Pregnant Women Missing DHA Omega-3Ivan Bare
Pregnant and Breastfeeding Women Missing DHA Omega-3
Although they are vital for infant development, only 27% of pregnant women take enough Omega-3 to meet current European Union recommendations, new study finds.
Study published in the journal Applied Physiology, Nutrition and Metabolism estimated the total intake of EPA and DHA (Omega-3) in a group of 600 women finding that almost three quarters of pregnant women and recent mothers do not meet intake recommendations for DHA.
DHA and Child Mental Health and Development
In the study of women during pregnancy and at three months postpartum, researchers lead by Catherine Filed from Canadian University of Alberta aim to understand the relationship between maternal nutrient status during pregnancy and maternal and child mental health and development.
The results also underline that 44% of women in the group who reported taking a supplement source of Omega-3 long chain polyunsaturated fatty acids during pregnancy were no longer taking these supplements postpartum, during at least three months breast feeding period.
The European Commission and the International Society for the Study of Fatty Acids and Lipids specifically recommends that pregnant and lactating women should consume a minimum of 200 mg DHA per day. American Dietetic Association recommends that all healthy adults, including pregnant and lactating women consume at least 500 mg per day of Omega-3 fatty acids.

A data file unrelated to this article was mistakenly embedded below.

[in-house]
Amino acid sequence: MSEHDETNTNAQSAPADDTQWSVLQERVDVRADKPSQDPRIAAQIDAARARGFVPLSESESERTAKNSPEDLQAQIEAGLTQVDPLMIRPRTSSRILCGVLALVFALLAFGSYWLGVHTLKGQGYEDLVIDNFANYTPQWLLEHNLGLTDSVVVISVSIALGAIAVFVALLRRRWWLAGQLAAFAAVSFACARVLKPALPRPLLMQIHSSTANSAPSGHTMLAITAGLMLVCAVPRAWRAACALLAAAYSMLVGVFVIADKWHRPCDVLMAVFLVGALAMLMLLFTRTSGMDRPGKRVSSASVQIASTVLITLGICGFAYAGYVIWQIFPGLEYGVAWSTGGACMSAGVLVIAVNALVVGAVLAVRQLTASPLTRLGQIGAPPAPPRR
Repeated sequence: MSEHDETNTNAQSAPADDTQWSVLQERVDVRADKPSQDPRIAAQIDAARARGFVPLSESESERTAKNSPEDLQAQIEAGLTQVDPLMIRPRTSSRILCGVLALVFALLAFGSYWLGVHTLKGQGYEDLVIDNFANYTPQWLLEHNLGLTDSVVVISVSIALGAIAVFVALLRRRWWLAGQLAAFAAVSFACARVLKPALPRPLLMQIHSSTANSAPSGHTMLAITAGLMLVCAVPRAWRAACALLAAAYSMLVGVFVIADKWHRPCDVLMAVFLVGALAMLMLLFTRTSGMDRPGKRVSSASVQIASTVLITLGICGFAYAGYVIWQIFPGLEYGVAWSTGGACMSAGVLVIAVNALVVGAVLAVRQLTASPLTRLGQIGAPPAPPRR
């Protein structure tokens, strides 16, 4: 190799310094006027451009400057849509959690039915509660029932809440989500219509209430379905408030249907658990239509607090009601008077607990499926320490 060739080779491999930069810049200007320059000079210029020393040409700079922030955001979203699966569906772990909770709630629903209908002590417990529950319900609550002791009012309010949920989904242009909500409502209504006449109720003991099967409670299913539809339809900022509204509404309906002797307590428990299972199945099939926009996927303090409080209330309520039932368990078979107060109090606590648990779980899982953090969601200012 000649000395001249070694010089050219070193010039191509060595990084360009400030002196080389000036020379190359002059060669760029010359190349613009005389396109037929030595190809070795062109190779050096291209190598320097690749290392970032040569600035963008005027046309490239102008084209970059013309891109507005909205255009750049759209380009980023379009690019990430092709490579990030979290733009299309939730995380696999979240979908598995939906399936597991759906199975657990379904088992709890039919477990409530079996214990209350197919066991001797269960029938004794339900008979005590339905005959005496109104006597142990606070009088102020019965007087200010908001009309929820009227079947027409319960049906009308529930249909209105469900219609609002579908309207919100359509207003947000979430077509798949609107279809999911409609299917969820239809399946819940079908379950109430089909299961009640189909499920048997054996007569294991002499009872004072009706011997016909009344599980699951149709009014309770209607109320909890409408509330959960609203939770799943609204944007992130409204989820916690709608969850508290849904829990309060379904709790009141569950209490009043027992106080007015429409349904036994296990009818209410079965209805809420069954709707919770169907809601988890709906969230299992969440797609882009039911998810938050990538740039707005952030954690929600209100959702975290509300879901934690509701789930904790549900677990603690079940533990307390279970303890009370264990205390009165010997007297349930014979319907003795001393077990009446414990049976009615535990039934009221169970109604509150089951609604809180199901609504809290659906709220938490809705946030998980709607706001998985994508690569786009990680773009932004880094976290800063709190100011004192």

Omega-3 Fish Oil and Pregnancy: Basics
The two most beneficial omega-3s are EPA (eicosapentaenoic acid) and DHA (docosahexaenoic acid). Although EPA and DHA naturally occur together and work together in the body, studies show that EPA supports the heart, immune system, and inflammatory response while DHA supports the brain, eyes and central nervous system which is why it is uniquely important for pregnant and lactating women.
Approved health claims for DHA:
Docosahexaenoic acid (DHA) maternal intake contributes to the normal brain development of the foetus and breastfed infants.
Docosahexaenoic acid (DHA) maternal intake contributes to the normal development of the eye of the foetus and breastfed infants.
Docosahexaenoic acid (DHA) intake contributes to the normal visual development of infants up to 12 months of age.
Xiaoming Jia, Linda McCargar, Catherine J. Field, et.al: Women who take n-3 long-chain polyunsaturated fatty acid supplements during pregnancy and lactation meet the recommended intake: Applied Physiology, Nutrition and Metabolism; published online 25. March 2015
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